Building Data-Driven Web Apps with Pyramid and SQLAlchemy Transcripts
Chapter: Deployment
Lecture: Configure the server

Login or purchase this course to watch this video and the rest of the course contents.
0:00 All right, so let's just start running some commands on the server. We need to install a couple of dependencies to make sure we have Python 3 in place.
0:09 Now, if we go to our server we should already have Python 3 in because we chose a new version of Ubuntu
0:15 we got 3.6, which is pretty modern, that's nice. However, that doesn't give us things like pip for example.
0:24 Or pip3 is really what we are after or Python3 -m venv. Oh this one actually works sometimes the older one, it didn't come with it.
0:34 So there's these various operations like super simple stuff we need like pip that aren't there. So let's install our build essentials
0:39 and git that's not already there, Python3, pip and the dev tools and so on. So we're going to install, let's do those three right there.
0:51 Yeah, looks like the last one didn't run, okay, good. So those are all set up. Now we're going to install Nginx.
0:58 Great, so it looks like Nginx got installed okay. Now, one of the things that's nice to set up gzip support in uWSGI is to help our files over the wire
1:08 be a little shorter, be a little smaller a little quicker but we need some dependencies and so we'll just drop those in there.
1:18 Okay, great and then let's go ahead and set up this thing called Fail2Ban and that means if somebody tries to continue to login
1:24 and they keep failing and failing it's a system service that will block that IP address from attempting to log into our servers.
1:30 So, this is always nice to have around. And while we're at, let's turn on a software firewall and we'll say we want to listen to SSH traffic
1:42 HTTP and HTTPS and nothing else. Those are only things we want to let in and on this one we're going to be carefully watching
1:50 to make sure people don't abuse it. So we're going to enable this. It says are you sure you want to enable it?
1:56 If you don't put 22 in here, you're never coming back. We did, luckily so it's active. Let's just logout one more time and make sure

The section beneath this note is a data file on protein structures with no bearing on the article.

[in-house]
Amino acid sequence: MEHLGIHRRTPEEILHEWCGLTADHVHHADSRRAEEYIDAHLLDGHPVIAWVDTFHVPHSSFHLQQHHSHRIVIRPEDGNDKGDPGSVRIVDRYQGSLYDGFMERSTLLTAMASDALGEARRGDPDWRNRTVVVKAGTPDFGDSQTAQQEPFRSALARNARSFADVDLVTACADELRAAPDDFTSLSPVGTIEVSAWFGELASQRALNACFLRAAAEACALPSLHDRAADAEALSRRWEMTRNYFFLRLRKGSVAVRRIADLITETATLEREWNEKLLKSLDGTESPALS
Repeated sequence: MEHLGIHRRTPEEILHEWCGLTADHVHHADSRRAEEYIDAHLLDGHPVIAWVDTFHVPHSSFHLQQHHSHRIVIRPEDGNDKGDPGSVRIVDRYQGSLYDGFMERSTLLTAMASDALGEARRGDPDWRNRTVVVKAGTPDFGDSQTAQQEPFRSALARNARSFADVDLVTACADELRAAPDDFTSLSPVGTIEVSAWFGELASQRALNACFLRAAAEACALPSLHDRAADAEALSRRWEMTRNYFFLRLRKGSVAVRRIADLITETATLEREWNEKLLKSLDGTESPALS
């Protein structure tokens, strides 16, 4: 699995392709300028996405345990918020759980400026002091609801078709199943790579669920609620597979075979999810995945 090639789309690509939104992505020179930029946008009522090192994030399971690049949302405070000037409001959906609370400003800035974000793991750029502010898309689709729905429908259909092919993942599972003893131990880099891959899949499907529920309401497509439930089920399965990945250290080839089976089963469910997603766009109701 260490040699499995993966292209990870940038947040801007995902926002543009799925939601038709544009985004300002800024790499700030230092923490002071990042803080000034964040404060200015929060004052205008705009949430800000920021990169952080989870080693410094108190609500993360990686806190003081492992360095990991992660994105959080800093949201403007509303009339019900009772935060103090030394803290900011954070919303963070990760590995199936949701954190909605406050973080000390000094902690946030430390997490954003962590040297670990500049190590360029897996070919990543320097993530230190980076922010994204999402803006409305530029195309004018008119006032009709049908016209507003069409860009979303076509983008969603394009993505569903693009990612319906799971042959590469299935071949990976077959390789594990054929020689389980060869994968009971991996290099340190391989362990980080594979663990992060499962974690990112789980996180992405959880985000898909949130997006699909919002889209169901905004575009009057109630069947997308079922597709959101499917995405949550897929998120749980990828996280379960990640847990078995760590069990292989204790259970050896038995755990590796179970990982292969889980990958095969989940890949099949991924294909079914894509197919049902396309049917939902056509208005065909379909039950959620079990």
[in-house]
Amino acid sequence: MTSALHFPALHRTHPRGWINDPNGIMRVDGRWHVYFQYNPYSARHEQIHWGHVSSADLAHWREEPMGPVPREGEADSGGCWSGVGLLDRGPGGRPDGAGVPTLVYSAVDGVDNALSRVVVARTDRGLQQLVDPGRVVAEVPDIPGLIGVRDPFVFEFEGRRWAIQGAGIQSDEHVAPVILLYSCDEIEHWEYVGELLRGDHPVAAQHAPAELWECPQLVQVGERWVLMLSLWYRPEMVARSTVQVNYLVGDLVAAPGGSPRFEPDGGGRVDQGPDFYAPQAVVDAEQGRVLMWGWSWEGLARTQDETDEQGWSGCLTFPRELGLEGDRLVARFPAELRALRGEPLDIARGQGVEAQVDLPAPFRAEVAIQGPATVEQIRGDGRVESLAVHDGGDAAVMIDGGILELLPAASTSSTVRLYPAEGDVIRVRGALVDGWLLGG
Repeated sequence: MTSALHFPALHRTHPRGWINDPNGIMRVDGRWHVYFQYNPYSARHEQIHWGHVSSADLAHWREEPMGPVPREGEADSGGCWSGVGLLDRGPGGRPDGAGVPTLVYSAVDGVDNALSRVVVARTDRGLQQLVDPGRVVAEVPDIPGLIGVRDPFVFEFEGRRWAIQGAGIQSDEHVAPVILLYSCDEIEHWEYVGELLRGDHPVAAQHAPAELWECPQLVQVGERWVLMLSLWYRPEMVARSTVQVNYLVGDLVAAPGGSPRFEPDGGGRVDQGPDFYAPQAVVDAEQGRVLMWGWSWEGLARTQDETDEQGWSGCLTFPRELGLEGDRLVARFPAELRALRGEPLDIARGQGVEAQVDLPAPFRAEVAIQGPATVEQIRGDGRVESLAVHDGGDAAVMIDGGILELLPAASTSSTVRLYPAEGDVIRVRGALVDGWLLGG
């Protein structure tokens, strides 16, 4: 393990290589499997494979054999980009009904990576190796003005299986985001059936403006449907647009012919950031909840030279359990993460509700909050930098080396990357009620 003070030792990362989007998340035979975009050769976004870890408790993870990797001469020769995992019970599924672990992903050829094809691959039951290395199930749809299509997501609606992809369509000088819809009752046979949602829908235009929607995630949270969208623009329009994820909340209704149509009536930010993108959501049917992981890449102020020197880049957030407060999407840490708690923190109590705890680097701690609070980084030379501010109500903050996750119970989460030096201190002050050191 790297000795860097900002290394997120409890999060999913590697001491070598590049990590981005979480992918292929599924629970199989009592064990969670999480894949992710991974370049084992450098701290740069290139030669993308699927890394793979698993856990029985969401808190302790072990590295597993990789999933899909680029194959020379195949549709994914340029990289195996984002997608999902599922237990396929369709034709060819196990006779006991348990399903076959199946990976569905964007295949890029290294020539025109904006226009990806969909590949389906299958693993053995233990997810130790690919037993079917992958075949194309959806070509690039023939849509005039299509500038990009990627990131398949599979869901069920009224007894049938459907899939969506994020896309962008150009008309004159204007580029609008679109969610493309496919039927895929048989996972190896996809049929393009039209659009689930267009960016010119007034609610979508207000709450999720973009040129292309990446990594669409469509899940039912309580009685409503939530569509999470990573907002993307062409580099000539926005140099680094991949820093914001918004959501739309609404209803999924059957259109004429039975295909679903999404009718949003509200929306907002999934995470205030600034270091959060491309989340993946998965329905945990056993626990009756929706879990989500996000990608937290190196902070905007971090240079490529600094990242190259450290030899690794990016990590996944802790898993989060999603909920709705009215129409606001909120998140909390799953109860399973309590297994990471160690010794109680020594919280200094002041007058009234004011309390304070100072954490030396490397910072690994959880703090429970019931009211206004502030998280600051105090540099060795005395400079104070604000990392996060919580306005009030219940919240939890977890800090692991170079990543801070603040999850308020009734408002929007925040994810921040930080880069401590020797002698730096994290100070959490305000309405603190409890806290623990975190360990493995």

2:03 we can get back in. Good deal. Now, one of the things we're going to do is some Git commands and it's super annoying to me
2:10 that I've go to keep typing them over and over every time. My password is incredibly long. So let's just run this command here which says
2:19 once we type it as long as we don't reboot or anything for whatever however many seconds 720,000 is
2:26 just remember this so I won't have to type it again, great. And also, we'll put our name, our e-mail and our name
2:33 if we're going to do any checkins at all, we have to do this. Same for the name. Okay, so Git should be up and running
2:43 and we should have already installed it from when we did our dependencies before. I think I saw it already there.
2:48 Now what we want to do is actually go and create a section on the hard drive where we check out our apps, where we have our logs
2:56 and things like that. So let's just go do all those things. There we are, great. Now we're going to do a couple of things.
3:03 We're already here. We're going to create a virtual environment. Now this virtual environment is just like the virtual environments we've been using
3:11 throughout the course but this one is going to be on the server. Now the server is technically just dedicated
3:16 to this web app and we could use the system-wide install in sudo pip and all that but I find that we have a little more flexibility
3:24 if we create this and we decide something goes wrong and we need to recreate it, we haven't busted the server
3:30 so we're going to create a little virtual environment and we're going to activate it. Notice the prompt change to venv
3:40 and then we're going to pip install -U pip and setuptools. Those are probably out of date. Let's make sure they're updated.
3:49 There you go, much better. pip 10 setuptools 40. So we've already done that step. Let's go and install a couple of management tools
3:56 that are really sweet, httpy, which will let us it's kind of like curl but nicer. And then Glances lets us look at the process. All the processes.
4:07 So we'll install this into our virtual environment. So now we can run Glances, see what's going on on the server.
4:15 Make it a little bigger, even get progress bars. So you can see over here, Glances is running. Let's sort by memory, press M for that.
4:23 And we probably see things like Fail2Ban over here. Yeah, here's our Fail2Ban server that's already running from before. Here's our Glances.
4:32 Not a whole lot else is going on. Because we haven't done anything with the server. It's about to get interesting though.
4:37 Let's do one more thing, see this command source or dot venv/bin/activate? If we log out and we log back in we ask which Python, it's the system one
4:49 it's not the one that controls our web app. What's the chances that we want to modify the system one versus the one that controls our web app
4:55 when we log in here? Zero. So let's do this. Let's go in here, and at the bottom of our bash let's have it activate.
5:09 So now when we log out and log back in we ask which Python, oh yeah. So now, just by virtue of logging in
5:16 we've already activated the virtual environment that we're almost always going to be working with. There may be some drawback to some weird command
5:23 you need to run but I find this is much nicer, you won't forget to enable and use that virtual environment. Alright, we're very, very close
5:31 the next thing we need to do is get our code over here and start configuring it and making it run. We'll do that next.

Talk Python's Mastodon Michael Kennedy's Mastodon